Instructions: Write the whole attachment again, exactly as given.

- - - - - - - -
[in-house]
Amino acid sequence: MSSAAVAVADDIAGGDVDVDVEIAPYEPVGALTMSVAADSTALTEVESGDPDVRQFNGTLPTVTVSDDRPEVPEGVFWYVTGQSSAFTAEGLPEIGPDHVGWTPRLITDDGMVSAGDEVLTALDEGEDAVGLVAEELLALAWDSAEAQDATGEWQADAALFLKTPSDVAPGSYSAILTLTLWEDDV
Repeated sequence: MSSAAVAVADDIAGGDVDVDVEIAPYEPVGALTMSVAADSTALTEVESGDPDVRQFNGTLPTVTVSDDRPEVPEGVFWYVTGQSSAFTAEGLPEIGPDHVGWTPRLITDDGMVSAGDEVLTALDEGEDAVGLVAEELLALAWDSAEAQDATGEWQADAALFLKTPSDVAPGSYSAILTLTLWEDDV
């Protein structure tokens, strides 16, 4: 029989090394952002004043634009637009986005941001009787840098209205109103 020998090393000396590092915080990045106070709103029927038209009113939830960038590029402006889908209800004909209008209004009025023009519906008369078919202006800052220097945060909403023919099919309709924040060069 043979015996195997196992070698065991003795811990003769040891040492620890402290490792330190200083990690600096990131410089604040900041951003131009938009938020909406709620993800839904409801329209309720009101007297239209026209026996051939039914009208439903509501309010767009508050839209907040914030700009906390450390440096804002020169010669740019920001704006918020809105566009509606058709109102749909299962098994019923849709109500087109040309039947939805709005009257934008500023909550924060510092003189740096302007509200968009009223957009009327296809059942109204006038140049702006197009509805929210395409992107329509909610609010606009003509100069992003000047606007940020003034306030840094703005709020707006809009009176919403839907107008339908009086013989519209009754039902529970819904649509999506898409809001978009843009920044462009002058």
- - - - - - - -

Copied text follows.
[in-house]
Amino acid sequence: MSSAAVAVADDIAGGDVDVDVEIAPYEPVGALTMSVAADSTALTEVESGDPDVRQFNGTLPTVTVSDDRPEVPEGVFWYVTGQSSAFTAEGLPEIGPDHVGWTPRLITDDGMVSAGDEVLTALDEGEDAVGLVAEELLALAWDSAEAQDATGEWQADAALFLKTPSDVAPGSYSAILTLTLWEDDV
Repeated sequence: MSSAAVAVADDIAGGDVDVDVEIAPYEPVGALTMSVAADSTALTEVESGDPDVRQFNGTLPTVTVSDDRPEVPEGVFWYVTGQSSAFTAEGLPEIGPDHVGWTPRLITDDGMVSAGDEVLTALDEGEDAVGLVAEELLALAWDSAEAQDATGEWQADAALFLKTPSDVAPGSYSAILTLTLWEDDV
């Protein structure tokens, strides 16, 4: 029989090394952002004043634009637009986005941001009787840098209205109103 020998090393000396590092915080990045106070709103029927038209009113939830960038590029402006889908209800004909209008209004009025023009519906008369078919202006800052220097945060909403023919099919309709924040060069 043979015996195997196992070698065991003795811990003769040891040492620890402290490792330190200083990690600096990131410089604040900041951003131009938009938020909406709620993800839904409801329209309720009101007297239209026209026996051939039914009208439903509501309010767009508050839209907040914030700009906390450390440096804002020169010669740019920001704006918020809105566009509606058709109102749909299962098994019923849709109500087109040309039947939805709005009257934008500023909550924060510092003189740096302007509200968009009223957009009327296809059942109204006038140049702006197009509805929210395409992107329509909610609010606009003509100069992003000047606007940020003034306030840094703005709020707006809009009176919403839907107008339908009086013989519209009754039902529970819904649509999506898409809001978009843009920044462009002058």